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I owned a new Santa Fe with nitrogen filled air. I had it one year and the TPMS light never came on and I traded it at 9,600 miles. My Sonata without nitrogen TPMS light went on with only 2,500 miles when the temperature dropped.

Yes, I think it is worth having it.
 

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Nitrogen originated in aircraft tires I believe; tires go from -40 in unheated fuselage to who knows how high skidding down the Atlanta runway. Justification on a 150 million plus investment , not too difficult.

Racing car tires another no brainier.

Mandatory US TPMS systems (thanks guys we are getting it too) has made the extra cost probably not worth it if you have a decent home air compressor and gauge. I think Costco automatically uses nitrogen unless told not to.

I have TPMS on my truck and I like it, useful option.
 

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Yeah, I think the TPMS systems are a good thing and I'm glad that they made them mandatory here in 2009. The majority of times I've put on new tires where I provided the valve stems they didn't charge me anything additional ( usually says $5.00/ea extra w/ TPMS ) so I can't complain.

My Accent and my former car both have had tire incidents that I wouldn't have known happened w/out TPMS. I had a large screw go through my OEM tire a few months ago and it held air at 25 psi, triggering the system, but it didn't change the steering feel at all...well, anything that promotes getting rid of the original tires is fine by me....
 

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Most people have seen that manufacture's are trying to push the time needed for maintenance as far as they can. Nitrogen is just a part of that. There really is no performance difference at all, but it has some validity in holding pressure over time and temperature differences. I also question that they can actually get 100% nitrogen in the tire. Most nitrogen you would buy from a compressed gas dealer is low purity, so ~90%. Then there is the issue of actually removing all the air that is present. Nitrogen is heavier that air, so if you were to fill and drain with the valve at the top of the wheel, in theory you would get most of the atmosphere out, except that the valve is not higher than the tire.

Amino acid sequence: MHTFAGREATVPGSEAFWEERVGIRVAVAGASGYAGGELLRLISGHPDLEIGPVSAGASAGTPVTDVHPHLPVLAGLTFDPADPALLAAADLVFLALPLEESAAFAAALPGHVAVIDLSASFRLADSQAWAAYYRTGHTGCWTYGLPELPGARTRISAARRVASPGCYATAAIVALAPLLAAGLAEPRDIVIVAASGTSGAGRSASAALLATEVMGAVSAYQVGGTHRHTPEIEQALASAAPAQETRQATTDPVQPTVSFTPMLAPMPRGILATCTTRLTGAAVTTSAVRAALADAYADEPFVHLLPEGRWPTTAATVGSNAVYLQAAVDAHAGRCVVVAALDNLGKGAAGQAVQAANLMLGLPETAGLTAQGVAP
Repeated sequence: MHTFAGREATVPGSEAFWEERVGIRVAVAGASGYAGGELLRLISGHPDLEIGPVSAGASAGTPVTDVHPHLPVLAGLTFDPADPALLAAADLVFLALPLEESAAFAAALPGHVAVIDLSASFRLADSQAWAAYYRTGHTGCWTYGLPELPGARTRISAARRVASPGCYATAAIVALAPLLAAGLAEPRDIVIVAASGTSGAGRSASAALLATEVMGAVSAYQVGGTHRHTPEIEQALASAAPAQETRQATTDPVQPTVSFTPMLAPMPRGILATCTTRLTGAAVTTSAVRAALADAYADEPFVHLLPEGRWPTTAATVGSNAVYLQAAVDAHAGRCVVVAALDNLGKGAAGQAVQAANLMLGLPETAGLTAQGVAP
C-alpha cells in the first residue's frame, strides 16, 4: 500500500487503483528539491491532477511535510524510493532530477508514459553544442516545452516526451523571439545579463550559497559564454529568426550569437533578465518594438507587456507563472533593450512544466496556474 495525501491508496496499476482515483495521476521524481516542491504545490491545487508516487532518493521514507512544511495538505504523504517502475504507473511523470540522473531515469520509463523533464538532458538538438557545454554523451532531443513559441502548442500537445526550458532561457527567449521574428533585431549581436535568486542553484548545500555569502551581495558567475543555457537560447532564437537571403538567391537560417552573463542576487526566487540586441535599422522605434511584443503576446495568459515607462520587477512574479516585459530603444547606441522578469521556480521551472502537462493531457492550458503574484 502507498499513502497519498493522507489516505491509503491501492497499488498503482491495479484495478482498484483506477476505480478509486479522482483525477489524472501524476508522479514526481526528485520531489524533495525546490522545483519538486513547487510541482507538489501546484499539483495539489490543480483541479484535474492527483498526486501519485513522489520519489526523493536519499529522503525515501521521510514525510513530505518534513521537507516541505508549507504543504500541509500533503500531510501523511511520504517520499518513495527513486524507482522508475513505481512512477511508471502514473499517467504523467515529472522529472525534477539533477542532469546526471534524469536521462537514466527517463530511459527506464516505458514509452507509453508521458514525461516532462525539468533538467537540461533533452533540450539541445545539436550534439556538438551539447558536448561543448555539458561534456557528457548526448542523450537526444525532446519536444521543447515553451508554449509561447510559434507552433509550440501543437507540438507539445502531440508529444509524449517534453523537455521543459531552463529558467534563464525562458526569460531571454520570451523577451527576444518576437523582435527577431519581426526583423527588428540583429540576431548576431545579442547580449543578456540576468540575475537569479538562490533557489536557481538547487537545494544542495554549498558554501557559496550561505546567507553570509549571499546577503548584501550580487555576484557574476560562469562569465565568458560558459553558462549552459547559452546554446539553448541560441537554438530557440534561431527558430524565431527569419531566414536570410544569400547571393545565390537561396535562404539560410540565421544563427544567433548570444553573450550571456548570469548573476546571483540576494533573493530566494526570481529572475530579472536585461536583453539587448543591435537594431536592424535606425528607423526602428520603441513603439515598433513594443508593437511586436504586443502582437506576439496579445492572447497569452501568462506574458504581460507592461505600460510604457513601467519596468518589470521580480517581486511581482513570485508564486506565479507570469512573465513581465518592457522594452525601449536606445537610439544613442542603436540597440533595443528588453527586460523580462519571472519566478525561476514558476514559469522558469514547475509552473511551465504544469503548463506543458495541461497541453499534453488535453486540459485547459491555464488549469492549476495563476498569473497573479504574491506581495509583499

I think overall it is a marketing thing. Nitrogen is stupid cheap, and it takes no where near $5 to fill a tire. Probably more like 5 cents, and the equipment would pay back in no time. Its just a tank.
 

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Most people have seen that manufacture's are trying to push the time needed for maintenance as far as they can. Nitrogen is just a part of that. There really is no performance difference at all, but it has some validity in holding pressure over time and temperature differences. I also question that they can actually get 100% nitrogen in the tire. Most nitrogen you would buy from a compressed gas dealer is low purity, so ~90%. Then there is the issue of actually removing all the air that is present. Nitrogen is heavier that air, so if you were to fill and drain with the valve at the top of the wheel, in theory you would get most of the atmosphere out, except that the valve is not higher than the tire.

I think overall it is a marketing thing. Nitrogen is stupid cheap, and it takes no where near $5 to fill a tire. Probably more like 5 cents, and the equipment would pay back in no time. Its just a tank.
Actually, nitrogen is lighter than air by a very small margin. The molecules of nitrogen are less dense than air ( fatter molecules ) and that's one of the touted benefits of nitrogen in your tires...it doesn't permeate / escape through your tire walls. But...I think it's like you say...it would be interesting to see how close to 100% nitrogen the fill and purge cycle of these machines will get you....
 

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Actually, nitrogen is lighter than air by a very small margin. The molecules of nitrogen are less dense than air ( fatter molecules ) and that's one of the touted benefits of nitrogen in your tires...it doesn't permeate / escape through your tire walls. But...I think it's like you say...it would be interesting to see how close to 100% nitrogen the fill and purge cycle of these machines will get you....
Thanks for the catch! I always mix that up.

Pretty sad since I work with it regularly...
 

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Nitrogen is heavier that air...
Well, that explains my 1-2 MPG drop with these new tires, then. Maybe I should've had them filled with Helium!!!! :wink2: